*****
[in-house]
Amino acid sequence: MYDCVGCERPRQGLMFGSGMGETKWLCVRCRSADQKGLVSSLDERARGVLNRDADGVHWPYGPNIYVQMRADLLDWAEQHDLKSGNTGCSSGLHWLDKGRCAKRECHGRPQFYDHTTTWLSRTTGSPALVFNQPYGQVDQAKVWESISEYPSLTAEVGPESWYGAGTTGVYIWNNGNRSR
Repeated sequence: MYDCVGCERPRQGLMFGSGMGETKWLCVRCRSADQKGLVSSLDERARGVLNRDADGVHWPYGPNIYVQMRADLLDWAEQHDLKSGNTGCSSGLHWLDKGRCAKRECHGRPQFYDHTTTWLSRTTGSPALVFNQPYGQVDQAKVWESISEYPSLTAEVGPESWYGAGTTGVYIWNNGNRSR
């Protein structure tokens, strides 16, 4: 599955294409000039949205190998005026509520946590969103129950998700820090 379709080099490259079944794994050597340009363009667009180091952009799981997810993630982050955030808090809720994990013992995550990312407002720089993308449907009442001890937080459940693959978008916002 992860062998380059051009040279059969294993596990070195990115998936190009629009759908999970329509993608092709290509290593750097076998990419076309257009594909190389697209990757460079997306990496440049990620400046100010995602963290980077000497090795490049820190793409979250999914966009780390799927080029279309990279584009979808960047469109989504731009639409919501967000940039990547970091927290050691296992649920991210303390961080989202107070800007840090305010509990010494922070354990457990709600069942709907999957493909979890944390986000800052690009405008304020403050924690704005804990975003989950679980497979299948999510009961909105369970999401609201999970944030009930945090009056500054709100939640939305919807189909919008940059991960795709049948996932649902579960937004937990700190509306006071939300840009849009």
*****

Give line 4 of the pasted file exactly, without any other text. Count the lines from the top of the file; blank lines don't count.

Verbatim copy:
């Protein structure tokens, strides 16, 4: 599955294409000039949205190998005026509520946590969103129950998700820090 379709080099490259079944794994050597340009363009667009180091952009799981997810993630982050955030808090809720994990013992995550990312407002720089993308449907009442001890937080459940693959978008916002 992860062998380059051009040279059969294993596990070195990115998936190009629009759908999970329509993608092709290509290593750097076998990419076309257009594909190389697209990757460079997306990496440049990620400046100010995602963290980077000497090795490049820190793409979250999914966009780390799927080029279309990279584009979808960047469109989504731009639409919501967000940039990547970091927290050691296992649920991210303390961080989202107070800007840090305010509990010494922070354990457990709600069942709907999957493909979890944390986000800052690009405008304020403050924690704005804990975003989950679980497979299948999510009961909105369970999401609201999970944030009930945090009056500054709100939640939305919807189909919008940059991960795709049948996932649902579960937004937990700190509306006071939300840009849009």